Fantazias are of a more light-hearted nature, in comparison to the Fantasias of Peerson. They are closer to the latter's Almaines, but they are certainly not superficial. The
Fantazia 2 is notable for its harmony. Particularly interesting is the
In Nomine. Many such pieces were composed in the English renaissance, and in some cases the cantus firmus was texted. That is also the case here, and it is assumed that Milton wrote the text himself. It is sung by Michael Chance, whose voice is perfectly incorporated in the ensemble. Fretwork delivers outstanding performances, with depth and grace, and great agility in the vivid pieces and episodes.
Sophie Yates provides fine performances of Peerson's four extant keyboard pieces, which are all included in the
Fitzwilliam Virginal Book. She uses the virginals, which was also Peerson's main instrument. She plays her own instrument, a copy of the Queen Elizabeth I virginals which are now in the Victoria and Albert Museum in London.
This disc should receive the full attention of all who are interested in the music of the English renaissance. I don't know how easily the discs of this label are available outside Britain. It would be a shame if it escaped the attention of the wider world. The music is of fine quality and the performances are outstanding. The liner-notes by Richard Rastall include all the information one needs fully to appreciate the repertoire and the interpretations.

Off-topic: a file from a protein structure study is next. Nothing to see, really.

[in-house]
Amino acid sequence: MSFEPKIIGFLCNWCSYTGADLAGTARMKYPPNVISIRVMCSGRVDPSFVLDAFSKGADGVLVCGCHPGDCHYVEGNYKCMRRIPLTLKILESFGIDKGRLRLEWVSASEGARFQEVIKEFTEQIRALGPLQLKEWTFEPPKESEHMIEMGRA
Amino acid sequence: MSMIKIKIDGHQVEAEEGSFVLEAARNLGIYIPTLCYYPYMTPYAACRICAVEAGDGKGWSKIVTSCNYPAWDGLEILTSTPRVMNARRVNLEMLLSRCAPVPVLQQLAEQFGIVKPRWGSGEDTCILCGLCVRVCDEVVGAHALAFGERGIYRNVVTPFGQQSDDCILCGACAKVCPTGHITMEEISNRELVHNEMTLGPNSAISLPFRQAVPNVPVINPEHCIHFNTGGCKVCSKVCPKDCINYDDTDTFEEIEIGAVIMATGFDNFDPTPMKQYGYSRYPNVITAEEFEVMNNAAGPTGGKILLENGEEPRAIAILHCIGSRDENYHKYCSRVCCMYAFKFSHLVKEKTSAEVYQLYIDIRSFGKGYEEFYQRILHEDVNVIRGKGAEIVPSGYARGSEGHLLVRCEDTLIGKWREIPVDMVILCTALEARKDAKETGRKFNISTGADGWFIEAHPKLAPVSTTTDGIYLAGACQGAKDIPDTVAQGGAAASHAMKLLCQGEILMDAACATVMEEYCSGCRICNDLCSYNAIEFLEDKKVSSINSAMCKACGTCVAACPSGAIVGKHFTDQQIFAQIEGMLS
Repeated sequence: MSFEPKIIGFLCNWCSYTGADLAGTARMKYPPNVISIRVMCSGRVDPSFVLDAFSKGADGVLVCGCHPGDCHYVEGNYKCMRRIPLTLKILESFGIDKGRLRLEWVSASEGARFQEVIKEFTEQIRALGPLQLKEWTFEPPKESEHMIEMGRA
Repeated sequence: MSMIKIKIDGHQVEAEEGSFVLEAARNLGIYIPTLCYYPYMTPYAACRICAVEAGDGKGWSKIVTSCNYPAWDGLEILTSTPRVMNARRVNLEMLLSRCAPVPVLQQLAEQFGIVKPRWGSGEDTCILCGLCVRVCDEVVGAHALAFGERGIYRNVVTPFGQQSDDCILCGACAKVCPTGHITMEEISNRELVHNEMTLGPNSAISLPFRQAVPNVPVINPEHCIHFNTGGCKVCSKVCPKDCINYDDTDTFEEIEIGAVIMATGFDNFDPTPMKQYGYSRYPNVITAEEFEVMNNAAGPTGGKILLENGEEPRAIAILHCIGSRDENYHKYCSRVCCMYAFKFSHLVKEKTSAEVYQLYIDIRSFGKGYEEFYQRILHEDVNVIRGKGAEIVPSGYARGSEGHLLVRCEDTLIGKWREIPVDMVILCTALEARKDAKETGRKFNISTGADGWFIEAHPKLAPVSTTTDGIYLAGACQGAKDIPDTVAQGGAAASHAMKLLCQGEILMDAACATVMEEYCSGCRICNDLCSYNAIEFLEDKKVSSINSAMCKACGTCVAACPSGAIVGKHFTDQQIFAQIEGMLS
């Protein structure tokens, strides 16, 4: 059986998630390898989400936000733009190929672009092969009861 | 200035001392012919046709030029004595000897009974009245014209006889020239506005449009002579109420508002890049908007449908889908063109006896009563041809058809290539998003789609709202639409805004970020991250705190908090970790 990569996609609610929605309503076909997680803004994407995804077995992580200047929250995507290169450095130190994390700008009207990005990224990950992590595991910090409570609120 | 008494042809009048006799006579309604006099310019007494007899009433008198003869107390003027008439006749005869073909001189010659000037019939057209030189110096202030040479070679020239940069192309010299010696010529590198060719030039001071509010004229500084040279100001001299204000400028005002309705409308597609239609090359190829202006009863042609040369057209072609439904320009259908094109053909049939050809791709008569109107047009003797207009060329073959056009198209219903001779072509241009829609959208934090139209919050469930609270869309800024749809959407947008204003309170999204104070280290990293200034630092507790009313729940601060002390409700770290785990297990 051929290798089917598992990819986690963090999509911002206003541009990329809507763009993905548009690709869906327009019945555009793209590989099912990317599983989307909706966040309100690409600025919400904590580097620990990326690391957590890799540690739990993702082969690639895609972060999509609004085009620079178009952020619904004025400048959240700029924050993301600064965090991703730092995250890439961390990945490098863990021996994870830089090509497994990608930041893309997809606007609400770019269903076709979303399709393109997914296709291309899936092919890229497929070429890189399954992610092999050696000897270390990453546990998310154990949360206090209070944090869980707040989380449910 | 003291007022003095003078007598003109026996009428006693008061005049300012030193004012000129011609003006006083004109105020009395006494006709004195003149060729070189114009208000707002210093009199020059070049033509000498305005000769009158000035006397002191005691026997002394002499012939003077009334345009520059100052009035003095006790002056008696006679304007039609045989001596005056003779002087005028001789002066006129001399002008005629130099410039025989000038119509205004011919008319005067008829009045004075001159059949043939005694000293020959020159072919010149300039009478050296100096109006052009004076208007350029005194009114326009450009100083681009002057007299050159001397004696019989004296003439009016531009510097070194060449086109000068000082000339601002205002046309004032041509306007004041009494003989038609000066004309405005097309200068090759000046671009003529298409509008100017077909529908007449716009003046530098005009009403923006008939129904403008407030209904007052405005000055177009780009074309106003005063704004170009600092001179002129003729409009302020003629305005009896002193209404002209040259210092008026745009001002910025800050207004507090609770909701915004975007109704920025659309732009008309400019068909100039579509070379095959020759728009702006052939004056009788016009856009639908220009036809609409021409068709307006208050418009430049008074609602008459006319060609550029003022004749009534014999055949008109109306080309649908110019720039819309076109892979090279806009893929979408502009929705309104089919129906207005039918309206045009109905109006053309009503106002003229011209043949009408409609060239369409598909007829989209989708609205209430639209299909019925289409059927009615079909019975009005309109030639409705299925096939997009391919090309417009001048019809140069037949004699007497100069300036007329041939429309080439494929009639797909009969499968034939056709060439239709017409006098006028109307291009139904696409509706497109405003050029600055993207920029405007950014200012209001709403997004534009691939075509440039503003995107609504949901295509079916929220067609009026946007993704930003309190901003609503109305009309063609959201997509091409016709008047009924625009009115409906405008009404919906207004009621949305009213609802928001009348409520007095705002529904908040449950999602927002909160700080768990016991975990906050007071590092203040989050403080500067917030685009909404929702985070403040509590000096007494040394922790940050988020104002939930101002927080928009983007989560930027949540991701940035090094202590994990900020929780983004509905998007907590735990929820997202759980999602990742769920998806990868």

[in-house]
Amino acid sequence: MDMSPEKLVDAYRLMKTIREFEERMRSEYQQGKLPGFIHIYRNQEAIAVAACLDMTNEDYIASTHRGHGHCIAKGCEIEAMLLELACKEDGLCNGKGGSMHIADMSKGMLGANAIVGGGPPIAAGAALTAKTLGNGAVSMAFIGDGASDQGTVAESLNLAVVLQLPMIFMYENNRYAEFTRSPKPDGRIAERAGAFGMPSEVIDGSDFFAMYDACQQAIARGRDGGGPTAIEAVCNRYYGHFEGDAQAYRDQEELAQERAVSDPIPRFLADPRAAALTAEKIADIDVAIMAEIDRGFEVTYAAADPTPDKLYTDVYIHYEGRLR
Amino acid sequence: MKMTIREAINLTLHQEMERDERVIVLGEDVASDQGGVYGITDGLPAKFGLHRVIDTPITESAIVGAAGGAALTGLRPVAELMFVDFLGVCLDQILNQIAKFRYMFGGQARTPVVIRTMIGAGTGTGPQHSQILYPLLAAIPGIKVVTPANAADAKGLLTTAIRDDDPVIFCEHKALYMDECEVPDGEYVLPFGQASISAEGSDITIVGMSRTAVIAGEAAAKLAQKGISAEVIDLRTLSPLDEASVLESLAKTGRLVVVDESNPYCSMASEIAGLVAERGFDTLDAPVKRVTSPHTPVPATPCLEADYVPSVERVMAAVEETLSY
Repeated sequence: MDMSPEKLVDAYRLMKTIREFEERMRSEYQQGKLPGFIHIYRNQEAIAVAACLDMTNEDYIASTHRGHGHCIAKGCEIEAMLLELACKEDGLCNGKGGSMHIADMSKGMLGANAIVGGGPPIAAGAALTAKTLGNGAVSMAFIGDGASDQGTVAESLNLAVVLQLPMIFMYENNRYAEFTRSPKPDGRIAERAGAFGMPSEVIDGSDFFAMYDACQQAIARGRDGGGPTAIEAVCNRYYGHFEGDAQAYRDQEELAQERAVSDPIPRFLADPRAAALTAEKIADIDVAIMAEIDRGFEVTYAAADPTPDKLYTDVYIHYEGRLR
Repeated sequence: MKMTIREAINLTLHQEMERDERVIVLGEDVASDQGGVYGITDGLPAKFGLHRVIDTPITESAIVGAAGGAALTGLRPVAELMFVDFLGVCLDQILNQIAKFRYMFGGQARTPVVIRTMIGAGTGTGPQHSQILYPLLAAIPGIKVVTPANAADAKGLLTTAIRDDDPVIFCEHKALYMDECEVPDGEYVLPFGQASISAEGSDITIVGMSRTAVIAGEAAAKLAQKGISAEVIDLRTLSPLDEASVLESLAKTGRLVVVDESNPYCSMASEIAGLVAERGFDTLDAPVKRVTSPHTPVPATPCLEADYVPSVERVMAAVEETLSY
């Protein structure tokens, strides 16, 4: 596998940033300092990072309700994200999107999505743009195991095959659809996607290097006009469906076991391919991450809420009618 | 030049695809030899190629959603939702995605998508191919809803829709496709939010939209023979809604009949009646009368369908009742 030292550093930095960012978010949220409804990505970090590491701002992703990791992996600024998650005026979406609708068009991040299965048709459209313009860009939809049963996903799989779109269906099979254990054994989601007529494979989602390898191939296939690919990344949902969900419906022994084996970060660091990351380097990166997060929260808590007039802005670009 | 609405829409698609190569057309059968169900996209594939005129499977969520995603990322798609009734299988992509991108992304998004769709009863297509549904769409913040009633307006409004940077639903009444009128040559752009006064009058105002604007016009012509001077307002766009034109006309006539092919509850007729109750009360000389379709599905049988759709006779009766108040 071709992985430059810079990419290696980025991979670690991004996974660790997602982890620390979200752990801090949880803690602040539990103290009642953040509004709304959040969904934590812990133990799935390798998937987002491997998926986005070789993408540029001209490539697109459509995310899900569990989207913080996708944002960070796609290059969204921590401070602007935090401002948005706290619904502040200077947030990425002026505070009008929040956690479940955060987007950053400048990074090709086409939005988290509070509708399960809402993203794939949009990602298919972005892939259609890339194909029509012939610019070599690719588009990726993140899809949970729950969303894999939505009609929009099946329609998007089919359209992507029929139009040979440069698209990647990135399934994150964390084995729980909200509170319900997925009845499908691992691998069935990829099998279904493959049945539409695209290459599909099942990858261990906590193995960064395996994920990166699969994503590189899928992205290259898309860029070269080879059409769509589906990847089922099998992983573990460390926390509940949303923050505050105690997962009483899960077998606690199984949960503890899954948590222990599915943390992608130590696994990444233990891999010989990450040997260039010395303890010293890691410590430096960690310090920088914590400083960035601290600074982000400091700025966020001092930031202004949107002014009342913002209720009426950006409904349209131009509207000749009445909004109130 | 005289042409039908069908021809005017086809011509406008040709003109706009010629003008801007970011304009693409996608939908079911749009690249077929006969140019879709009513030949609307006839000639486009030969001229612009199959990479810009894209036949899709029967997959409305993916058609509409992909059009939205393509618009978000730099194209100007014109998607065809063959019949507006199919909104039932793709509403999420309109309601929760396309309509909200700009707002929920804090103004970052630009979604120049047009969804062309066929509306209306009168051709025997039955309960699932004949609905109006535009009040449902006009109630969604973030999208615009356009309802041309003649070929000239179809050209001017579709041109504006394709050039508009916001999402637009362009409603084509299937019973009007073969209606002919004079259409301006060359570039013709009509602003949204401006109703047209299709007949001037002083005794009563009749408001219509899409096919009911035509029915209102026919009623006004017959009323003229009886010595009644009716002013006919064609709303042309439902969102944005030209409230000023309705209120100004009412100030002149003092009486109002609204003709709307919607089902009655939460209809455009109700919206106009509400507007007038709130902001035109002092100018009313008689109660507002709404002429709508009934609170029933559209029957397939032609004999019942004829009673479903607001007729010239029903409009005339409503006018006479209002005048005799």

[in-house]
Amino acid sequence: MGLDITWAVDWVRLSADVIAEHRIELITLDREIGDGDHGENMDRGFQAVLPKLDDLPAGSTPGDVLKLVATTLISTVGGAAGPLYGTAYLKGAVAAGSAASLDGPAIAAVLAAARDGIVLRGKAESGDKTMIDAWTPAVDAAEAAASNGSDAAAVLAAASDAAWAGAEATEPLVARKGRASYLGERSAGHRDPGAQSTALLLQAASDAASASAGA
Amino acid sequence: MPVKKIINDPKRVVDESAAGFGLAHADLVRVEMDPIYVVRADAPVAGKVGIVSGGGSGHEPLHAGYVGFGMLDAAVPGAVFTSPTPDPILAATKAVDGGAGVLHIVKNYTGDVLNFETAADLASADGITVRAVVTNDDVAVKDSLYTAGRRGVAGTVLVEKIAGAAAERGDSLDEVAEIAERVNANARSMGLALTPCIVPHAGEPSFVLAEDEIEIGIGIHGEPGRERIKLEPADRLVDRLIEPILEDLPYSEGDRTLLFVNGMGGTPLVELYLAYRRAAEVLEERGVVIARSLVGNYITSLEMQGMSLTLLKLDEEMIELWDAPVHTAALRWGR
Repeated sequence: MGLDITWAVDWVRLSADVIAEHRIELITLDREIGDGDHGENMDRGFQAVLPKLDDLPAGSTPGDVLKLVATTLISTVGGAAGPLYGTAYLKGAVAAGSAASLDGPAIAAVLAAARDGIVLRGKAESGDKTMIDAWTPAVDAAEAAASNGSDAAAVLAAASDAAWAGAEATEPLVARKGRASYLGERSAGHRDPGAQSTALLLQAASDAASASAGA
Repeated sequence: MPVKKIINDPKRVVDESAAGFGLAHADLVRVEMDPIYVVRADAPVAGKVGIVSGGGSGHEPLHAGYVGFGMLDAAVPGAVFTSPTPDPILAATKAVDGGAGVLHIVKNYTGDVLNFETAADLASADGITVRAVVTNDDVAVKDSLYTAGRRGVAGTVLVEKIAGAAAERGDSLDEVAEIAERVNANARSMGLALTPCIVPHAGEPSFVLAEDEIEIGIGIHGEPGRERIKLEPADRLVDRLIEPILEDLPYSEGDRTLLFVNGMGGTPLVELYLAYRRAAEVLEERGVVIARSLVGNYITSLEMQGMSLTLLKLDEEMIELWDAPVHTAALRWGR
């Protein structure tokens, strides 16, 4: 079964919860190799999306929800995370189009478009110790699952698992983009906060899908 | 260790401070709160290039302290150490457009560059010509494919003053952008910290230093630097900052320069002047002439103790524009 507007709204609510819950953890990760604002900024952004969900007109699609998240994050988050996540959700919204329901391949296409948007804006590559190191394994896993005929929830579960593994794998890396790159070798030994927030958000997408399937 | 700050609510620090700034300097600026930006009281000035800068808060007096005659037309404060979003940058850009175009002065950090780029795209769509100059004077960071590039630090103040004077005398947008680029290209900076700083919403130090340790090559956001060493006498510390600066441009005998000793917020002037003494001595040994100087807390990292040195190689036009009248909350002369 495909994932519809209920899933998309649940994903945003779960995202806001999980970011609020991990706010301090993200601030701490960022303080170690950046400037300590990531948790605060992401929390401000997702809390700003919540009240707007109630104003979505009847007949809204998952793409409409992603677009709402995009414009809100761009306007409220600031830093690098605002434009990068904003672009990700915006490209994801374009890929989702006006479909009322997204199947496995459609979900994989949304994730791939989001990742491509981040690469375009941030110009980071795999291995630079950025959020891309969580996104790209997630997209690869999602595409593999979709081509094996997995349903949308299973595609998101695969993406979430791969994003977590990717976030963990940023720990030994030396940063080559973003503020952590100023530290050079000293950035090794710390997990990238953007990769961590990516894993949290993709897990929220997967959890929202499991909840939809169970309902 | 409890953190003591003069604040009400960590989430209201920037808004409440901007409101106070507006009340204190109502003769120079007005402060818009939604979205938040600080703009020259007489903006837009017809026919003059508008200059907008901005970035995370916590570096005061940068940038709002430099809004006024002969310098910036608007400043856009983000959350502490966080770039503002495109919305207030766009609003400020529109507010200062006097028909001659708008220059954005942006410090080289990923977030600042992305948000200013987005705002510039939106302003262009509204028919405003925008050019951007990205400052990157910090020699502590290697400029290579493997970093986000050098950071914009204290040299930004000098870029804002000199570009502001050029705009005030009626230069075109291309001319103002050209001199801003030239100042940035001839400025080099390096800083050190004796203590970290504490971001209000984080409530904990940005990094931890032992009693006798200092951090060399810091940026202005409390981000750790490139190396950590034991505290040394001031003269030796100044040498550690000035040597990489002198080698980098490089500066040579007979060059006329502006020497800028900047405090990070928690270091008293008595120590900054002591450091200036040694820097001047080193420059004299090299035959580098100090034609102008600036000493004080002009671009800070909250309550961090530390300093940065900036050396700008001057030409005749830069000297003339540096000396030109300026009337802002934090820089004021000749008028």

On a sad note: this is the last purely instrumental recording which Richard Campbell, one of the founders of Fretwork, has made. He died March 2011 at the age of just 55. This disc is worthy of a fine artist.
P.S. Latin motets by Peerson have been recorded by Ex Cathedra, directed by Jeffrey Skidmore.
-- Johan van Veen, MusicWeb International
Fantasia Acquaintance a 6 in g minor (P III/2) [2:30]
Almaine a 6 in g minor (P III/3) [0:56]
Fantasia Beauty a 6 in G (P III/4) [4:28]
Almaine a 6 in G (P III/5) [0:34]
Piper's Pavan (P VI/2)** [4:23]
Fantasia Chowse a 6 in D/d minor (P III/6) [3:14]
Almaine a 6 in G (P III/7) [1:11]
Fantasia Delicate a 6 in d minor (P III/8) [4:03]
Almaine a 6 in G (P III/9) [1:12]
Alman (P VI/1)** [1:33]
Fantazia 1 a 5 in g minor (M 16) [2:29]
Fantazia 3 a 5 in G (M 18) [2:16]
Fantasia a 6 in d minor (P III/10) [3:27]
Almaine a 6 in D (P III/11) [1:26]
Fantasia Attendite a 5 (P III/1) [4:03]
Fantazia 2 a 5 in a minor (M 17) [2:13]
In Nomine 'If that a sinner's sighs' (M 15)* [2:24]
Fantazia 4 a 5 in d minor (M 19) [2:27]
Fantasia a 6 in G (P III/12) [3:56]
Almaine a 6 in G (P III/13) [0:59]
Almaine a 6 in G (P III/14) [1:05]
Fantazia 5 a 6 in a minor (M 20) [3:23]
The Fall of the Leafe (P VI/3)** [1:39]
The Primerose (P VI/4)** [1:33]
Fantasia a 6 in d minor (P III/15) [4:02]
Works on This Recording
Fall of the Leaf by Martin Peerson
The Primerose by Martin Peerson